I got into a little mudball fight with some online columnists late this morning, and I ended my contribution by saying that The King’s Speech is essentially Driving Miss Daisy in a British royal realm — a story about an unlikely commoner enriching the life of a person of wealth, property and social standing. Geoffrey Rush is Morgan Freeman, and Colin Firth is Jessica Tandy.

I basically said that as good as it is (and as much as I personally enjoyed it), Tom Hooper‘s The King’s Speech winning the Best Picture Oscar will be seen in some under-40 quarters as a kind of generational nail in the coffin of the Academy and the whole Oscar tradition, for that matter. It’ll be seen as a Triumph of the Farts.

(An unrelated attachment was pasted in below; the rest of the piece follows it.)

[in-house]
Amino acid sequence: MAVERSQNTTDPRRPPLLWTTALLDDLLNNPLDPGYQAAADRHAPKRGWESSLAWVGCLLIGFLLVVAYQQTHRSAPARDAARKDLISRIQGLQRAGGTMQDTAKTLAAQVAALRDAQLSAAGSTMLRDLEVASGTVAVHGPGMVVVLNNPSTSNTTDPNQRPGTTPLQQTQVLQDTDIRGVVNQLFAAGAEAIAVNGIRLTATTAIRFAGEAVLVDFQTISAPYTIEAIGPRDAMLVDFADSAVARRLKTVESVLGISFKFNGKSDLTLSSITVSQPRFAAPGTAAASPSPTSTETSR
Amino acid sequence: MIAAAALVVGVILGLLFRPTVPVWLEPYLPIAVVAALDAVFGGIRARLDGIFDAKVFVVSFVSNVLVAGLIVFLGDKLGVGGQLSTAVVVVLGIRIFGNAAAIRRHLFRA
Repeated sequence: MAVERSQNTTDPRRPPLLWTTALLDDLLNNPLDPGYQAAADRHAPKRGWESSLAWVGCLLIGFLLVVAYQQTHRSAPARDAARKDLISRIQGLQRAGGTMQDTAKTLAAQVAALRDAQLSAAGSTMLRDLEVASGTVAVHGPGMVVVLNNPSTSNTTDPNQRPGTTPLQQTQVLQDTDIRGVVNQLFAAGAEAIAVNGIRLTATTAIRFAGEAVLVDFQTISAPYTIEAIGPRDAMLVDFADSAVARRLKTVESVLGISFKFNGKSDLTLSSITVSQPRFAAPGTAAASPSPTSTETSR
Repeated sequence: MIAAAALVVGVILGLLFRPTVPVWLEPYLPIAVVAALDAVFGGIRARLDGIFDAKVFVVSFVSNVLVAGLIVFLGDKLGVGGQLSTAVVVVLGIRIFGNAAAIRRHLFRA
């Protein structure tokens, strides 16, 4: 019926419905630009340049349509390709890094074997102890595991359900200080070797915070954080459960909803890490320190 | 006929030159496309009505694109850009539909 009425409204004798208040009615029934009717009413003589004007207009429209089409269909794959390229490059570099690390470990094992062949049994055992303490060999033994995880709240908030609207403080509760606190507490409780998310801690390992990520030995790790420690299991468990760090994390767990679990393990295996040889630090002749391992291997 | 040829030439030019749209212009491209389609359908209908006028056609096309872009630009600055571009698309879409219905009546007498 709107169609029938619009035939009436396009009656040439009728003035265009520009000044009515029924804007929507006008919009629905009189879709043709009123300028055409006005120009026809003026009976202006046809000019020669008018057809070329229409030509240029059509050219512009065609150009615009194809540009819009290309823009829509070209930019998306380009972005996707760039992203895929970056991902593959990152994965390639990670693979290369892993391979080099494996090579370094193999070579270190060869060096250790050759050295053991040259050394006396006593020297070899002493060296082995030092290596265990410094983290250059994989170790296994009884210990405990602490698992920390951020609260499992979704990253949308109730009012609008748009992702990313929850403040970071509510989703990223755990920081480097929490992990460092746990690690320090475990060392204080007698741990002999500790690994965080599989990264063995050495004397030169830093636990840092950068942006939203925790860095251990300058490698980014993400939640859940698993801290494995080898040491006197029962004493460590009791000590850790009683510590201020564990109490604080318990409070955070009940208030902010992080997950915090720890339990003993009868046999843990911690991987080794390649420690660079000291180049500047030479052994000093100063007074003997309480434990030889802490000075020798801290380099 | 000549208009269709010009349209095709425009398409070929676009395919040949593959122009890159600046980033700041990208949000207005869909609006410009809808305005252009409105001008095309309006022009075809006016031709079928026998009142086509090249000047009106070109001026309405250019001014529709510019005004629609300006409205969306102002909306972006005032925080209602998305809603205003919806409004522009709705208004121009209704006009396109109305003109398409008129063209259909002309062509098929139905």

The Oscar generation gap is alive and raging. The younger crowd loves The Social Network and Black Swan and the doddering elders aren’t so hot on either of these, and the old farts love The King’s Speech and The Kids Are All Right. (Kids is a relatively fresh-feeling thing, but The King’s Speech could have been made 20 or 30 years ago.) Giving the Best Picture Oscar to The Kings’ Speech will be seen as a huge metaphorical backslide…a triumph of a bland sensibility in the form of a very well-made, entirely respectable, very well acted film that’s about upholding tradition and manning up and doing what’s required….WOW, HOW EXCITING!